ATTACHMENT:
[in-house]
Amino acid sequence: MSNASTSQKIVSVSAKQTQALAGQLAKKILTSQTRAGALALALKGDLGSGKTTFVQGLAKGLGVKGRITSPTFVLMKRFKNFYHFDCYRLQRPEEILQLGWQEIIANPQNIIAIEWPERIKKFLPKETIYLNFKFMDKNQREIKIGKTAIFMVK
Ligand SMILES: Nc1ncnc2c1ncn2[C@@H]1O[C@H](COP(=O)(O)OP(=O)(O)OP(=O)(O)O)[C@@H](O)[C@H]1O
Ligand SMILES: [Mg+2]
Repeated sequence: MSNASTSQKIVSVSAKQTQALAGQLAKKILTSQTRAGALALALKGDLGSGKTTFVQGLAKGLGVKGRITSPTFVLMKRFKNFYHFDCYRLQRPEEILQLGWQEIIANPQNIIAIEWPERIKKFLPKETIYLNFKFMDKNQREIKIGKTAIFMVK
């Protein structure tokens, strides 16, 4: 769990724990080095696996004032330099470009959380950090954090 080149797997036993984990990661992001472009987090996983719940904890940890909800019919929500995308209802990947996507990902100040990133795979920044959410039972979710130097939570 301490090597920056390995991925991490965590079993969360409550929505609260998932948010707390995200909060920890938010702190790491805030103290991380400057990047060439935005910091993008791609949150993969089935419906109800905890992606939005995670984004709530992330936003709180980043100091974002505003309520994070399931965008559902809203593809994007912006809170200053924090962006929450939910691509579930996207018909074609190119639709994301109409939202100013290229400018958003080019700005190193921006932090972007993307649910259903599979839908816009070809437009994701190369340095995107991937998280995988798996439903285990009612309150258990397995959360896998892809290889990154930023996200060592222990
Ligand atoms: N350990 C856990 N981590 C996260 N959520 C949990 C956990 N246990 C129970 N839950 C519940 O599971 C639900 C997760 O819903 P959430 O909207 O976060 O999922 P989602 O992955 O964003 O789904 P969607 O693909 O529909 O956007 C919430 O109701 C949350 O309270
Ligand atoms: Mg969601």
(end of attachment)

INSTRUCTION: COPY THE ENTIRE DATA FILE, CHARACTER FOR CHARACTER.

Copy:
[in-house]
Amino acid sequence: MSNASTSQKIVSVSAKQTQALAGQLAKKILTSQTRAGALALALKGDLGSGKTTFVQGLAKGLGVKGRITSPTFVLMKRFKNFYHFDCYRLQRPEEILQLGWQEIIANPQNIIAIEWPERIKKFLPKETIYLNFKFMDKNQREIKIGKTAIFMVK
Ligand SMILES: Nc1ncnc2c1ncn2[C@@H]1O[C@H](COP(=O)(O)OP(=O)(O)OP(=O)(O)O)[C@@H](O)[C@H]1O
Ligand SMILES: [Mg+2]
Repeated sequence: MSNASTSQKIVSVSAKQTQALAGQLAKKILTSQTRAGALALALKGDLGSGKTTFVQGLAKGLGVKGRITSPTFVLMKRFKNFYHFDCYRLQRPEEILQLGWQEIIANPQNIIAIEWPERIKKFLPKETIYLNFKFMDKNQREIKIGKTAIFMVK
């Protein structure tokens, strides 16, 4: 769990724990080095696996004032330099470009959380950090954090 080149797997036993984990990661992001472009987090996983719940904890940890909800019919929500995308209802990947996507990902100040990133795979920044959410039972979710130097939570 301490090597920056390995991925991490965590079993969360409550929505609260998932948010707390995200909060920890938010702190790491805030103290991380400057990047060439935005910091993008791609949150993969089935419906109800905890992606939005995670984004709530992330936003709180980043100091974002505003309520994070399931965008559902809203593809994007912006809170200053924090962006929450939910691509579930996207018909074609190119639709994301109409939202100013290229400018958003080019700005190193921006932090972007993307649910259903599979839908816009070809437009994701190369340095995107991937998280995988798996439903285990009612309150258990397995959360896998892809290889990154930023996200060592222990
Ligand atoms: N350990 C856990 N981590 C996260 N959520 C949990 C956990 N246990 C129970 N839950 C519940 O599971 C639900 C997760 O819903 P959430 O909207 O976060 O999922 P989602 O992955 O964003 O789904 P969607 O693909 O529909 O956007 C919430 O109701 C949350 O309270
Ligand atoms: Mg969601």